It’s that time of year. Across the world teachers are signing up students in their millions to prepare for the start of the biannual World Education Games, October 13-15.
Now in its eighth year, this global online challenge, hosted by 3P Learning, encourages learners to pit their wits against students their age from locations includig China, Turkey, Canada and the United States.
The three-day competition tests students in a variety of friendly, 60-second online games against the clock in spelling, maths and science. In 2013, the last time the game was held, more than 5 million students aged 4 to 18, from more than 200 countries, were a part of what is now the world’s largest online education event.
It is free to enter and is organised by 3P Learning, an award-winning global leader in digital curriculum resources that include the popular Mathletics service, and supported by children’s charity UNICEF. The highest achievers in each age group are awarded medals and certificates, and the challenge aims to set world records for online events this year.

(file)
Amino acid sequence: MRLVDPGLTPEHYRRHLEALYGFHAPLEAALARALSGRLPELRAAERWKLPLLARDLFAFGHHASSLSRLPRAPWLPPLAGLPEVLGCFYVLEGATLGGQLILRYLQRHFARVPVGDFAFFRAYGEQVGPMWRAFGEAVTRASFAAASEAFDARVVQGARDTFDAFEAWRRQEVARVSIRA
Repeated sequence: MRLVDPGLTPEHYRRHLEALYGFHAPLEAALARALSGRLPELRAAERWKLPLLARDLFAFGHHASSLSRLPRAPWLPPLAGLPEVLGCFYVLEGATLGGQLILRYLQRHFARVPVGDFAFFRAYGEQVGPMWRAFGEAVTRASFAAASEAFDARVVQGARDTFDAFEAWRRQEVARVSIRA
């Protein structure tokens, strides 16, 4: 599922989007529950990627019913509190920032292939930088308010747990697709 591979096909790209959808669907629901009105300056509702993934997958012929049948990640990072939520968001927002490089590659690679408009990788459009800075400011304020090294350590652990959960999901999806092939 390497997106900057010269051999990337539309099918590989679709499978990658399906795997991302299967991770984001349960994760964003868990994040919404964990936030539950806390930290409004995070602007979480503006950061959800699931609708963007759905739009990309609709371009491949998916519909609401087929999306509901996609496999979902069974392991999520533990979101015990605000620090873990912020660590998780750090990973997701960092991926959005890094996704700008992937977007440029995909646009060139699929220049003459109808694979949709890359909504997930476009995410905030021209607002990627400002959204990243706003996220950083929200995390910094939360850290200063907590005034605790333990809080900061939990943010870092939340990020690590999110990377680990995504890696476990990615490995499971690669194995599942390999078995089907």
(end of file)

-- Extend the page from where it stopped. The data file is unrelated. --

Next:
Once registered, pupils can practice for the competition by sharpening their maths, science and spelling skills in a variety of online warm-up activities which have already opened in September. And students who win their regional lead-up events in their countries are usually invited to become "ambassadors" for that country.
Jayne Warburton, CEO at 3P Learning said, “We are delighted by the return of these hugely popular World Education Games, which unite the world in learning. We are proud to partner our innovative digital learning resources with the global force of UNICEF.
"We are already helping schools all over the UK to make learning fun and engaging to improve educational outcomes, and the World Education Games expand on our philosophy of taking education to all. The aim of these games is to get children as excited about their education as they are about their sports and we’ll be announcing some fantastic celebrity ambassadors over the coming months."
The challenge’s global aspect means students learn a bit about geography, and in the past teachers have pointed out another bonus: Some students are so engaged in the contest they go online in their own time to solve maths problems.
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